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7 Actions Your HOA Board Can Take to Prevent Burnout

Serving on your homeowners’ association’s (HOA’s) board of directors is an important job that comes with a lot of responsibility. Board members are tasked with everything from preserving the financial health of the association and enforcing rules to attending meetings and maintaining overall operations—and it’s easy for these duties to pile up and become exhausting. Luckily, there are a few ways HOA boards can keep fellow leaders engaged, energized, and enthusiastic about their roles. Read on to learn seven tips to help board members ease the pressure and prevent burnout.   

1.      Hire a community management company.

All associations have the option to self-manage; however, it’s a big undertaking and can be a full-time job. Board members are volunteers, and many have families, careers, or other interests that can prevent them from properly managing the association. While it comes at a cost, hiring a professional community management company to help fulfill tasks can lighten your board's burden and liability and save time, effort, and stress.

2.      Clearly outline expectations upfront.

Before asking a board member to fully commit, ensure they clearly understand the scope of their role. It’s best to communicate what exactly the position entails and to be transparent about time obligations upfront, so you alleviate any uncertainty. When there are no surprises and board members know what to expect, they’re more likely to relax into their role quickly and continue serving.    

3.      Set realistic goals.

Your board probably has a long list of goals it wants to achieve. However, it’s necessary to be practical about what can be accomplished. Instead of aiming to tackle everything at once, create a prioritized action list to focus on a realistic amount of work to be done—no more than three items at a time. When boards bite off more than they can chew, it’s discouraging and can lead to burnout and frustration.

4.      Rely on service providers.

Effectively leading an association can be draining, so leaning on the expertise of professional advisors and service providers is crucial. Experienced partners, like a lawyer, engineer, and CPA, can provide valuable assistance, advice, information, and direction to help board members keep their batteries charged.

5.      Share the workload.

As a part-time volunteer, it’s hard to accomplish everything—there simply aren’t enough hours in the day. That’s why establishing committees to share and divide the workload is so important. For example, if your community needs a new landscaper, your board can appoint a committee to develop landscaping specifications and interview vendors. When your board evenly distributes responsibilities and relies on committee members to fill in the gaps, it can complete tasks more efficiently.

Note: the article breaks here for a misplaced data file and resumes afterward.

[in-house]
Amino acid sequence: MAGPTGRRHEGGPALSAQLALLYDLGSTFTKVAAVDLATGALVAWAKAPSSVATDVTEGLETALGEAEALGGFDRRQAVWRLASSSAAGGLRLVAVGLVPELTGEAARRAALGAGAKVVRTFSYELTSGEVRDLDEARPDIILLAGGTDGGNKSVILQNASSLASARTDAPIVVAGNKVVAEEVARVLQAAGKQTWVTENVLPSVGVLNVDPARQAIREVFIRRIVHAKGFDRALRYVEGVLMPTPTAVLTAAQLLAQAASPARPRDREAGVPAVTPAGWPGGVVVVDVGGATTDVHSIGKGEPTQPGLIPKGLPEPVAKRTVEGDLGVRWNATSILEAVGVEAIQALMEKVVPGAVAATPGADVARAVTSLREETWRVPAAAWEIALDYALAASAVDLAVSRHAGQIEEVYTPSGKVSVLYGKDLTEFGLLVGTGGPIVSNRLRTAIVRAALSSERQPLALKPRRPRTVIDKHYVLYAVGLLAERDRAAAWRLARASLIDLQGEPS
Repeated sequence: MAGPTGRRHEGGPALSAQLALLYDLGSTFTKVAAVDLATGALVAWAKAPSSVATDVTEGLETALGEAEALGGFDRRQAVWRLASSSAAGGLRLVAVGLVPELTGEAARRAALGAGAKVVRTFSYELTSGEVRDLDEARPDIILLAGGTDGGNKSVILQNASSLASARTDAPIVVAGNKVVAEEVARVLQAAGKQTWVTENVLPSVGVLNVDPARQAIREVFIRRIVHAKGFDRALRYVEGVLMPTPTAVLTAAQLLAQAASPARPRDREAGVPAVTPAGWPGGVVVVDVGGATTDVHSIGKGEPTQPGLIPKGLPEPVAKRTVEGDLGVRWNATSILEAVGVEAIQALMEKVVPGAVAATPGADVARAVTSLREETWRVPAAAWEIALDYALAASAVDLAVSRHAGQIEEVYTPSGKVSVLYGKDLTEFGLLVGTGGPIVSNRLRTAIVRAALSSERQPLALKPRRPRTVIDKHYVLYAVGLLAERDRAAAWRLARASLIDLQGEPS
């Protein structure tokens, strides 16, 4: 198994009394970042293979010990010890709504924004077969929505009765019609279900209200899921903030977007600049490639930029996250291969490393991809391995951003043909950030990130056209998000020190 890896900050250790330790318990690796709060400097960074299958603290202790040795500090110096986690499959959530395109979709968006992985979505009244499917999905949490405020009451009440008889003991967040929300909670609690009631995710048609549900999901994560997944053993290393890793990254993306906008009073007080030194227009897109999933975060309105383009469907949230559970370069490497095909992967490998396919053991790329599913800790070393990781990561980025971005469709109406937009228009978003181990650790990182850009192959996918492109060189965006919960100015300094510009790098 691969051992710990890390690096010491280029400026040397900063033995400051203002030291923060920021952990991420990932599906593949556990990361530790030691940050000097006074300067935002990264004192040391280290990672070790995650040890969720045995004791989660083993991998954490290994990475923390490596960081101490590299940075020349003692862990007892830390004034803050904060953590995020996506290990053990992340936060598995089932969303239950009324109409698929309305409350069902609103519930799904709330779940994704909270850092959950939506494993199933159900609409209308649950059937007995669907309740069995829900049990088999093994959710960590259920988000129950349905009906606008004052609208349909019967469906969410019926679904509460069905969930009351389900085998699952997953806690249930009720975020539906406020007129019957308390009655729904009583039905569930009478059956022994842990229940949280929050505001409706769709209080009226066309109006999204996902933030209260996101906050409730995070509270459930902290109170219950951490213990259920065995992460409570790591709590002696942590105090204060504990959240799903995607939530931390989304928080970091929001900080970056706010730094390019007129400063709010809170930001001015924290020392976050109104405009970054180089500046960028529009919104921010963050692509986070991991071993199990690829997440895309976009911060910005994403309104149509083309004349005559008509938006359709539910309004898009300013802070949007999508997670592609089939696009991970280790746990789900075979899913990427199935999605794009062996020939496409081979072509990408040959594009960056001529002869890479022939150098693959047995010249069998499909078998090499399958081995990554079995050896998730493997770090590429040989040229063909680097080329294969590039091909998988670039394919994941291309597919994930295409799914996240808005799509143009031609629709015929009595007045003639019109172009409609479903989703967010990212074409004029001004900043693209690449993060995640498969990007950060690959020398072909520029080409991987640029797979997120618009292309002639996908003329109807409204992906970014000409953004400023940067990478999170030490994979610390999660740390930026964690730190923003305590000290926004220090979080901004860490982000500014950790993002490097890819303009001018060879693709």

Types of Committees Your Community Can Start

  • Neighborhood Welcome Committee
  • Social & Event Committee
  • Landscape Committee
  • Homeowner Education Committee
  • Neighborhood Watch Committee
  • Contract Review Committee

6.      Educate residents.

Not all residents understand how the board of directors or their HOA operate. This misunderstanding can create friction in the community, prevent board members and staff from doing their jobs correctly, and cause burnout. You can change this by educating homeowners on the ins and outs of HOA living. Consider regularly holding new resident orientations or quarterly informational meetings so residents can meet their neighbors and learn about the community. The more people know, the better off everyone will be.   

7.      Show gratitude.

One of the best ways to prevent burnout is to show appreciation and thank fellow board members, committee members, and homeowners for their volunteer services and efforts. Frequently recognizing and publicly acknowledging volunteers is not only the right thing to do, but it also increases engagement and keeps people energized.

Unique Ways to Recognize Your Volunteers

  • Hold an annual volunteer appreciation event
  • Publicly thank volunteers and highlight their achievements at an annual meeting
  • Feature volunteers and their achievements in a community newsletter or website
  • Send a personalized thank-you note expressing your appreciation
  • Give out annual volunteer awards

Becoming a More Effective Board Member

Leading your community isn’t an easy task, especially when you’re keeping up with meetings, buzzwords, and best practices. While board members often put forward their best effort to succeed in their roles, sometimes they still make big mistakes that can result in serious repercussions for themselves, the board, and the community. In our ebook, “8 Mistakes Board Members Make & How to Avoid Them,” we can help you avoid costly mistakes and become a more effective board member in the process.